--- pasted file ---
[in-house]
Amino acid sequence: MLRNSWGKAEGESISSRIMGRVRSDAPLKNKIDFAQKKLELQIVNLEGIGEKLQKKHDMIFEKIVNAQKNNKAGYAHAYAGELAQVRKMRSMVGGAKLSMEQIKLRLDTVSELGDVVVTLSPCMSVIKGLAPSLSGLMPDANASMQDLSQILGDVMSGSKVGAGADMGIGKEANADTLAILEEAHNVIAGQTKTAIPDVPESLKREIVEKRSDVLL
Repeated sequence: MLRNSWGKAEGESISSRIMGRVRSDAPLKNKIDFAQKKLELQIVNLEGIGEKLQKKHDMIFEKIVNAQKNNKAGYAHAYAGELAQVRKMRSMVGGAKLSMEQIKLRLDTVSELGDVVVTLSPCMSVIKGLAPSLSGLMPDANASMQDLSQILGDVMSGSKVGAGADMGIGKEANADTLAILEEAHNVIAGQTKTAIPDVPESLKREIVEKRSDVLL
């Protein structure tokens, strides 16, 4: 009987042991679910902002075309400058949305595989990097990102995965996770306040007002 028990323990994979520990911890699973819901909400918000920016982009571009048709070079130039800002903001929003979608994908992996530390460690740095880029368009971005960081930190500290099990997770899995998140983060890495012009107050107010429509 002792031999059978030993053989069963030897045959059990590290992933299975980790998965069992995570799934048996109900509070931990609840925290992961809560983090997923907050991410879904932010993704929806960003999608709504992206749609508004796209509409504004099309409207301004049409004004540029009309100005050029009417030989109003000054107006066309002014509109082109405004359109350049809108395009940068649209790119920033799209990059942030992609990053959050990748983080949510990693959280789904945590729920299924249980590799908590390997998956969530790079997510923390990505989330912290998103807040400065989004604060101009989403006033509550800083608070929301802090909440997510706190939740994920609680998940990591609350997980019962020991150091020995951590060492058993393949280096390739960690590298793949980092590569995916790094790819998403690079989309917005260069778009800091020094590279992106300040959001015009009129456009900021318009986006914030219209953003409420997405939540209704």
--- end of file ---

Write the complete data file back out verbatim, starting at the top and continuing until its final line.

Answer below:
[in-house]
Amino acid sequence: MLRNSWGKAEGESISSRIMGRVRSDAPLKNKIDFAQKKLELQIVNLEGIGEKLQKKHDMIFEKIVNAQKNNKAGYAHAYAGELAQVRKMRSMVGGAKLSMEQIKLRLDTVSELGDVVVTLSPCMSVIKGLAPSLSGLMPDANASMQDLSQILGDVMSGSKVGAGADMGIGKEANADTLAILEEAHNVIAGQTKTAIPDVPESLKREIVEKRSDVLL
Repeated sequence: MLRNSWGKAEGESISSRIMGRVRSDAPLKNKIDFAQKKLELQIVNLEGIGEKLQKKHDMIFEKIVNAQKNNKAGYAHAYAGELAQVRKMRSMVGGAKLSMEQIKLRLDTVSELGDVVVTLSPCMSVIKGLAPSLSGLMPDANASMQDLSQILGDVMSGSKVGAGADMGIGKEANADTLAILEEAHNVIAGQTKTAIPDVPESLKREIVEKRSDVLL
């Protein structure tokens, strides 16, 4: 009987042991679910902002075309400058949305595989990097990102995965996770306040007002 028990323990994979520990911890699973819901909400918000920016982009571009048709070079130039800002903001929003979608994908992996530390460690740095880029368009971005960081930190500290099990997770899995998140983060890495012009107050107010429509 002792031999059978030993053989069963030897045959059990590290992933299975980790998965069992995570799934048996109900509070931990609840925290992961809560983090997923907050991410879904932010993704929806960003999608709504992206749609508004796209509409504004099309409207301004049409004004540029009309100005050029009417030989109003000054107006066309002014509109082109405004359109350049809108395009940068649209790119920033799209990059942030992609990053959050990748983080949510990693959280789904945590729920299924249980590799908590390997998956969530790079997510923390990505989330912290998103807040400065989004604060101009989403006033509550800083608070929301802090909440997510706190939740994920609680998940990591609350997980019962020991150091020995951590060492058993393949280096390739960690590298793949980092590569995916790094790819998403690079989309917005260069778009800091020094590279992106300040959001015009009129456009900021318009986006914030219209953003409420997405939540209704």